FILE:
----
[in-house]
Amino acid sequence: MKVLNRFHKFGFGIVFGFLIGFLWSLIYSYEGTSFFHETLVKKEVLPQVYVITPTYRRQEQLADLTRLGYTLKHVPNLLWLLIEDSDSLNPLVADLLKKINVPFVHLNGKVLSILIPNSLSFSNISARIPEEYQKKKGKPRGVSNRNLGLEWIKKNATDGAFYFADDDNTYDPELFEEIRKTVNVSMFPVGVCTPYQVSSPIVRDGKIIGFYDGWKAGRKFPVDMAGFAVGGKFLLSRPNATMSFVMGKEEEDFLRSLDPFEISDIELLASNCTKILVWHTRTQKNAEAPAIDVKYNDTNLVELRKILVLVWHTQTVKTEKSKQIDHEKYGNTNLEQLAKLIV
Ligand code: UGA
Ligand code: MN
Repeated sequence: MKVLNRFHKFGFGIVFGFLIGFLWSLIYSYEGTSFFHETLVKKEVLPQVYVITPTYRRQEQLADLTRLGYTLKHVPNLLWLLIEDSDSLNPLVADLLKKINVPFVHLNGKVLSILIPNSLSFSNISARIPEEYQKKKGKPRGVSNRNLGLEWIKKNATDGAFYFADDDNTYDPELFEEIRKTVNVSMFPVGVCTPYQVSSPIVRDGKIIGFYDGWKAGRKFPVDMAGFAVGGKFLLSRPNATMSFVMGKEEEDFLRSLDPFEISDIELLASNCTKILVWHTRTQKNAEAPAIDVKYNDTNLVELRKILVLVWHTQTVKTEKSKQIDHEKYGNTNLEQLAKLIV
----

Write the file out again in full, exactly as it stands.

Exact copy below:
[in-house]
Amino acid sequence: MKVLNRFHKFGFGIVFGFLIGFLWSLIYSYEGTSFFHETLVKKEVLPQVYVITPTYRRQEQLADLTRLGYTLKHVPNLLWLLIEDSDSLNPLVADLLKKINVPFVHLNGKVLSILIPNSLSFSNISARIPEEYQKKKGKPRGVSNRNLGLEWIKKNATDGAFYFADDDNTYDPELFEEIRKTVNVSMFPVGVCTPYQVSSPIVRDGKIIGFYDGWKAGRKFPVDMAGFAVGGKFLLSRPNATMSFVMGKEEEDFLRSLDPFEISDIELLASNCTKILVWHTRTQKNAEAPAIDVKYNDTNLVELRKILVLVWHTQTVKTEKSKQIDHEKYGNTNLEQLAKLIV
Ligand code: UGA
Ligand code: MN
Repeated sequence: MKVLNRFHKFGFGIVFGFLIGFLWSLIYSYEGTSFFHETLVKKEVLPQVYVITPTYRRQEQLADLTRLGYTLKHVPNLLWLLIEDSDSLNPLVADLLKKINVPFVHLNGKVLSILIPNSLSFSNISARIPEEYQKKKGKPRGVSNRNLGLEWIKKNATDGAFYFADDDNTYDPELFEEIRKTVNVSMFPVGVCTPYQVSSPIVRDGKIIGFYDGWKAGRKFPVDMAGFAVGGKFLLSRPNATMSFVMGKEEEDFLRSLDPFEISDIELLASNCTKILVWHTRTQKNAEAPAIDVKYNDTNLVELRKILVLVWHTQTVKTEKSKQIDHEKYGNTNLEQLAKLIV